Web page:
For many people, the occasional dream is part of their natural sleep cycle, whether it’s a nightmare about your inbox or
something decidedly sexier. But if the closest you’ve gotten to dreamland is listening to the instrumental cover of “Wildest Dreams” on
Bridgerton, you might be asking yourself, “Why don’t I have dreams?”
Turns out, you might be asking yourself the wrong question. Here’s what to know about dreams—and why it feels like you’re not experiencing any.
Where do dreams come from, anyways?
“Dreams are flashes of images, sounds, and memories that take place while sleeping,” says New York City-based sleep psychologist Joshua Tal, PhD. “Science has not found a definitive reason for dreams, but dreams seem to be controlled by emotional and memory parts of the brain, indicating they help with emotional regulation and memory consolidation.” That explains why some dreams can be downright bizarre and include a myriad of memories and emotions.
The underlying messages of dreams can also be helpful in processing your feelings. “When a client tells me that they had the ‘strangest dream’ and share the details, my first question is: ‘How did you feel during the dream?’” says psychotherapist Jennifer Hoskins-Tomko, LCSW, owner of Clarity Health Solutions in Jupiter, Florida. “While the details are interesting and often symbolic of other things, it is the emotional content that gives me insight on how to help my client or how they are trying to help themselves through the dreams.” Recurring dreams can also shed some insight on what’s stressing you out in your waking life.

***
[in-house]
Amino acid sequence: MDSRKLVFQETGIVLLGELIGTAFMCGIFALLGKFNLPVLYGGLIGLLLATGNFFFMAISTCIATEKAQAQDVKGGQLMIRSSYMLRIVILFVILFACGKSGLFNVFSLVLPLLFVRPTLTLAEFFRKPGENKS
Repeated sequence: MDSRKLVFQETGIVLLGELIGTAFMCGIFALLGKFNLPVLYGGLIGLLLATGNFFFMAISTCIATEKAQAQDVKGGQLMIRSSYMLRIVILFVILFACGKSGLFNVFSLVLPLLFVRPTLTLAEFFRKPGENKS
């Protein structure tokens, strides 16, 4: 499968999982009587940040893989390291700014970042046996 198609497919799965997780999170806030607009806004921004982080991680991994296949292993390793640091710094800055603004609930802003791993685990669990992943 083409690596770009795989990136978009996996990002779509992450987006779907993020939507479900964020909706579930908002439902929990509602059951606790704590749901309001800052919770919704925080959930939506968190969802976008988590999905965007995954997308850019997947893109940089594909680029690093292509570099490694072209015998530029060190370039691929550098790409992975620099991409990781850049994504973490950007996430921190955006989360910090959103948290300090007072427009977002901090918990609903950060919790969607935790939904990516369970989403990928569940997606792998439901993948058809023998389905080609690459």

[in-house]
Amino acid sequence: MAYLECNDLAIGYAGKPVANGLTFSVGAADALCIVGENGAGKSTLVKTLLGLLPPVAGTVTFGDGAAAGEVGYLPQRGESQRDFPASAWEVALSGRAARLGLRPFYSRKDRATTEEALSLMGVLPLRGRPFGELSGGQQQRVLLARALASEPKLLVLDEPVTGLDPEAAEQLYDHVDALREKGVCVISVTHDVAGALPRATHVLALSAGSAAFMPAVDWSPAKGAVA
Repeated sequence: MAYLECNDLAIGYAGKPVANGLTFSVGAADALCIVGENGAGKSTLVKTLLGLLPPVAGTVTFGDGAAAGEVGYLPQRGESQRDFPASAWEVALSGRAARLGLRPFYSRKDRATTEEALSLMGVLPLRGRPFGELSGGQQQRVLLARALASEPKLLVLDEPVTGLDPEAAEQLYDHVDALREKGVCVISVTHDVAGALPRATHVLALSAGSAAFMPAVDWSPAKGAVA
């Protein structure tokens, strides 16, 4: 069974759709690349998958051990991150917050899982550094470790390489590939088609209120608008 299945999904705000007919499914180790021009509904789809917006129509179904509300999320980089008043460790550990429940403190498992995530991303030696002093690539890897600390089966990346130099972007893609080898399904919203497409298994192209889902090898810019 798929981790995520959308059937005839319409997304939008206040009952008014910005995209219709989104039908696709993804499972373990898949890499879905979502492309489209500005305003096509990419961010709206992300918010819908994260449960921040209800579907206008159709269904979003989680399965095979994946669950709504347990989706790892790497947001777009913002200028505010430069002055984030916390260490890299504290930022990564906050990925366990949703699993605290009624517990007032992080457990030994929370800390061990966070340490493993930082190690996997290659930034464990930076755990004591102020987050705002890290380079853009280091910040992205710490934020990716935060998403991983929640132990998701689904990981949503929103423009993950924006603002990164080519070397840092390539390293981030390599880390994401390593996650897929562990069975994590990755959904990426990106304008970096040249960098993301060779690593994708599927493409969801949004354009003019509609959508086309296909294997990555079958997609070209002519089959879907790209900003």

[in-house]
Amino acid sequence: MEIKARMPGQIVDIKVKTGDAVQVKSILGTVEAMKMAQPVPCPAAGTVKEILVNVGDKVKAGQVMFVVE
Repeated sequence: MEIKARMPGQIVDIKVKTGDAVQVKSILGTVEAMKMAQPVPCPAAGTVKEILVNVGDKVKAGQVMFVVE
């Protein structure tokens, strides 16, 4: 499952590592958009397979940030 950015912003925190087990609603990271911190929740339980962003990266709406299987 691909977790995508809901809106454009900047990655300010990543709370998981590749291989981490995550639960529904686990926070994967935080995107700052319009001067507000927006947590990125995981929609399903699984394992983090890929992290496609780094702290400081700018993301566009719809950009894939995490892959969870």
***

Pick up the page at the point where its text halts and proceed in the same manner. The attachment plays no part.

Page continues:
Alex Dimitriu, MD, double board-certified in psychiatry and sleep medicine and founder of Menlo Park Psychiatry and Sleep Medicine, adds dreams are very likely the brain’s way of working through problems, past events, as well as planning for the future. “Dreams allow us to connect loose concepts and ideas, and may also be a source of creativity and ingenuity,” he says. “They may also be a form of self-therapy, as the brain is able to process experiences and emotions and make sense of life events.” He says there’s also been a recent rise in research backing the belief that dreams are a type of psychedelic experience, which explains why dreams are powerful in emotional healing and growth. “Interestingly, the dreaming brain looks a lot like the psychedelic brain,” he says. “Both are able to make loose connections and come up with creative solutions.”
Okay, so why don’t I have dreams?
Sleep stages come in cycles throughout the night, and dreaming usually happens during REM (rapid eye movement) sleep. “It involves intense brain and eye activity,” Dr. Tal says. “Your muscle tone turns off when in REM sleep, so you don’t act out your dreams.”